# Category: The Filter Wizard Remastered

## An appendix to Filter Wizard #14 (“Match Point”)

Designing a filter using a spreadsheet. No sophisticated charts, no pole zero relationships, determination of a response type, none of those overly complex equations I learned in Continue Reading...

## Bruton Charisma: Make Those Inductors Vanish Using Savvy Scaling

We set out to eliminate the inductors in our LC lowpass filter – and ended up doubling the number of them! We’ll see shortly just how these can be made to disappear in one mathematical Continue Reading...

## Dualling Master: Swap Current and Voltage for Easier Filter Design

Using optimization to design circuits (some might call it organized guesswork – for some algorithms, that’s a pretty good description) isn’t a new Continue Reading...

## Match Point: Why Maximum Power means Minimum Sensitivity

You have a sinewave signal generator with a (resistive) 50 ohm output impedance, and it can produce 1 Vrms into an open circuit. Your customer has given you a black box with an input impedance of 3.3 kohm, and for it to function correctly, it requires an input Continue Reading...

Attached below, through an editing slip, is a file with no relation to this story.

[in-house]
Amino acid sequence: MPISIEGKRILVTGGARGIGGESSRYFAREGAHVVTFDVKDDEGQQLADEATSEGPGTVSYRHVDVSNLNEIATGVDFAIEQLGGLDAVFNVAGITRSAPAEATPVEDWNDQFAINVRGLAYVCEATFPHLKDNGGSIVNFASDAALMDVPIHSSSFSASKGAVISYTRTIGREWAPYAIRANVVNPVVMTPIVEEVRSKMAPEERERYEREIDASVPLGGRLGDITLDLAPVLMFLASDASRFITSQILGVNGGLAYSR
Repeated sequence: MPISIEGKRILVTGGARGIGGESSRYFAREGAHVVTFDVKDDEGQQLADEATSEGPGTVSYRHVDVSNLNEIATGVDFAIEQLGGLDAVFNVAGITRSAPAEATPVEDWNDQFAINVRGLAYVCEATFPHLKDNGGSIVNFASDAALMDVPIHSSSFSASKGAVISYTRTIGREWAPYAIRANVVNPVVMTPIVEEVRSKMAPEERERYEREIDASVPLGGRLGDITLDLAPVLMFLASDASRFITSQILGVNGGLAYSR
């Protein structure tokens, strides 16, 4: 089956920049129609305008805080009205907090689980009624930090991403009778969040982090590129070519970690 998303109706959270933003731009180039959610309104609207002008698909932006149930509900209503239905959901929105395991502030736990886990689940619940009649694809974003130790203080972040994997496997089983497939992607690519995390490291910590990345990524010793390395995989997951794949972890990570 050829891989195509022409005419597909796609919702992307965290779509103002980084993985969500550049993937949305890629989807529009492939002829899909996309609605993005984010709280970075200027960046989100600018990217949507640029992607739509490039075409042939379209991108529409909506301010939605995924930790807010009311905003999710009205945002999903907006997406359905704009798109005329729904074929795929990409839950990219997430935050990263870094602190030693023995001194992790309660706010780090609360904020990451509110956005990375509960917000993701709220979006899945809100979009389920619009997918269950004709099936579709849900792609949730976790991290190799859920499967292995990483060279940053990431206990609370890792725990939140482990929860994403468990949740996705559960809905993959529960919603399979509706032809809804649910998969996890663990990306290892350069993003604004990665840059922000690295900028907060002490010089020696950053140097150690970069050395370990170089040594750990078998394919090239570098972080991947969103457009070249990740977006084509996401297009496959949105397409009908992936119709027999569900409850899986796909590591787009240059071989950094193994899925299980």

## Filter Design using the “Million Monkeys Method”

There’s a further cool thing you can do with a spreadsheet that most SPICEs can’t. That’s to use the spreadsheet ‘solver’ functionality to adjust component values in the search for a better-fitting circuit – or even to find a set of component Continue Reading...

You now need to adjust component values to achieve some system goal, such as predefined frequency response or time behaviour, and there’s no closed method for working out those Continue Reading...

## Excel Tunes Up your Schematic Files

In previous posts I’ve talked about transferring spreadsheet-based circuit design “directly” to the lovely LTspice simulator, and a reader of The Filter Wizard was keen to understand exactly what “directly” actually meant, and to get some practical Continue Reading...

## Fainting in Coils

The required selectivity of a customer design implied four-pole filters with about 10% bandwidth (passband width about 10% of the centre frequency). There was a catch---a tight power Continue Reading...

## Countdown to s-to-z…

Now, our customer doesn’t want to buy big, expensive, high quality capacitors to build an active filter with this response. So, having established the principle of optimizing in the analogue domain, let’s look at whether need to make any changes in order Continue Reading...